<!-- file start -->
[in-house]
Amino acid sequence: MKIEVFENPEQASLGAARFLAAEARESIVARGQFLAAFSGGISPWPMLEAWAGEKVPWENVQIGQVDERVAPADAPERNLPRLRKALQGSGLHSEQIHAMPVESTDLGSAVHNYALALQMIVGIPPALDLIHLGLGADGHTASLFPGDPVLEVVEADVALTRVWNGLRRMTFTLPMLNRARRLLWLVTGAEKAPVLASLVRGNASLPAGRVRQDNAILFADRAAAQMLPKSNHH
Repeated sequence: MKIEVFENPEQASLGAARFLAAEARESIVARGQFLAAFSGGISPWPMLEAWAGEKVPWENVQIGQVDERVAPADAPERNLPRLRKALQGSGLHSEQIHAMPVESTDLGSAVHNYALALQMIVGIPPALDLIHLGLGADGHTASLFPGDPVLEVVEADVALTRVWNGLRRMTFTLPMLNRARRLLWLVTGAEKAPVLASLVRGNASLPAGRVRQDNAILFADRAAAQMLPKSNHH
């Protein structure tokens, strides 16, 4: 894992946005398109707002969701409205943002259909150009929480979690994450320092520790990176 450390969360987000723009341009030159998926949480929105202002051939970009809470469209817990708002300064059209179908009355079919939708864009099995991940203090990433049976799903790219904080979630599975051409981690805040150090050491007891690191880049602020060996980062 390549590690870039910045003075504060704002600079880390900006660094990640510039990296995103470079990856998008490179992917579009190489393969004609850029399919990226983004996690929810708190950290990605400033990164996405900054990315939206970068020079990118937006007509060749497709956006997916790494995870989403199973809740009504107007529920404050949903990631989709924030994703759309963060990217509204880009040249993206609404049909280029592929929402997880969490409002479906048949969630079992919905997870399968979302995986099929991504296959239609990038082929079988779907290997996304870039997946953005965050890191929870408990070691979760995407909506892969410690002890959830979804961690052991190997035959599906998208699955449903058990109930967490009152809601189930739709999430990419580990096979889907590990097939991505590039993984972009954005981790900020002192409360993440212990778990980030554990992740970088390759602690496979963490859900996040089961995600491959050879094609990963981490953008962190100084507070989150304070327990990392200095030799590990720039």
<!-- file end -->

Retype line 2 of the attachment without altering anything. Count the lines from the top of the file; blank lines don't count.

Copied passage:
Amino acid sequence: MKIEVFENPEQASLGAARFLAAEARESIVARGQFLAAFSGGISPWPMLEAWAGEKVPWENVQIGQVDERVAPADAPERNLPRLRKALQGSGLHSEQIHAMPVESTDLGSAVHNYALALQMIVGIPPALDLIHLGLGADGHTASLFPGDPVLEVVEADVALTRVWNGLRRMTFTLPMLNRARRLLWLVTGAEKAPVLASLVRGNASLPAGRVRQDNAILFADRAAAQMLPKSNHH